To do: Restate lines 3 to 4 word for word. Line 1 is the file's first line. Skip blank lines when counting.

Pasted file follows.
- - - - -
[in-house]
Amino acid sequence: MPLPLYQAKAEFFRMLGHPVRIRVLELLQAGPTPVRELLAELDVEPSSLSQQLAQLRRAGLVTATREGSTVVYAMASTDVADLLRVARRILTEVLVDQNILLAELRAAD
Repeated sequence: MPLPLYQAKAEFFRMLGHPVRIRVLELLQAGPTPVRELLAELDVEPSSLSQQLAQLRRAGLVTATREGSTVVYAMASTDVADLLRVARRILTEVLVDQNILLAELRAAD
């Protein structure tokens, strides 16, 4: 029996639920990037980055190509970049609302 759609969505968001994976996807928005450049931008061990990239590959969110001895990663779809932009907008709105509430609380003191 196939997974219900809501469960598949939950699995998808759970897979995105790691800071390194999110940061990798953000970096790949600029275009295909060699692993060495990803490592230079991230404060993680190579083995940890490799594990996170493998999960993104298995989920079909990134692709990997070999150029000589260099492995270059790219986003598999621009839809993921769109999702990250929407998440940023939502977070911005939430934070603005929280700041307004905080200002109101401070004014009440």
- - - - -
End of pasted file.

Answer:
Repeated sequence: MPLPLYQAKAEFFRMLGHPVRIRVLELLQAGPTPVRELLAELDVEPSSLSQQLAQLRRAGLVTATREGSTVVYAMASTDVADLLRVARRILTEVLVDQNILLAELRAAD
């Protein structure tokens, strides 16, 4: 029996639920990037980055190509970049609302 759609969505968001994976996807928005450049931008061990990239590959969110001895990663779809932009907008709105509430609380003191 196939997974219900809501469960598949939950699995998808759970897979995105790691800071390194999110940061990798953000970096790949600029275009295909060699692993060495990803490592230079991230404060993680190579083995940890490799594990996170493998999960993104298995989920079909990134692709990997070999150029000589260099492995270059790219986003598999621009839809993921769109999702990250929407998440940023939502977070911005939430934070603005929280700041307004905080200002109101401070004014009440």